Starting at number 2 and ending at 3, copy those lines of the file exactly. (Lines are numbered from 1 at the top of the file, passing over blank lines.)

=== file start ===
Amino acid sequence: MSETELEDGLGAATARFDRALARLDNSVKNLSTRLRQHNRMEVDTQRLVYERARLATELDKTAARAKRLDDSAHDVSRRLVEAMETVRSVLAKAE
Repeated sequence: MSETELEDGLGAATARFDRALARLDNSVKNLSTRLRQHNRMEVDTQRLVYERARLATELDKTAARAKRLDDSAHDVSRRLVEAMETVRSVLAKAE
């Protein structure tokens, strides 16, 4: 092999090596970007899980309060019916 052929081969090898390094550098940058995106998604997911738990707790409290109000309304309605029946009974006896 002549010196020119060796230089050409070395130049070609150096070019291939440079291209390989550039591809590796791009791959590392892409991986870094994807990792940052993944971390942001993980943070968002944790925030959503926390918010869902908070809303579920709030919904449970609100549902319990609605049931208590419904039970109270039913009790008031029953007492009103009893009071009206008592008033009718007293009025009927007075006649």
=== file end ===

Repeated sequence: MSETELEDGLGAATARFDRALARLDNSVKNLSTRLRQHNRMEVDTQRLVYERARLATELDKTAARAKRLDDSAHDVSRRLVEAMETVRSVLAKAE
């Protein structure tokens, strides 16, 4: 092999090596970007899980309060019916 052929081969090898390094550098940058995106998604997911738990707790409290109000309304309605029946009974006896 002549010196020119060796230089050409070395130049070609150096070019291939440079291209390989550039591809590796791009791959590392892409991986870094994807990792940052993944971390942001993980943070968002944790925030959503926390918010869902908070809303579920709030919904449970609100549902319990609605049931208590419904039970109270039913009790008031029953007492009103009893009071009206008592008033009718007293009025009927007075006649």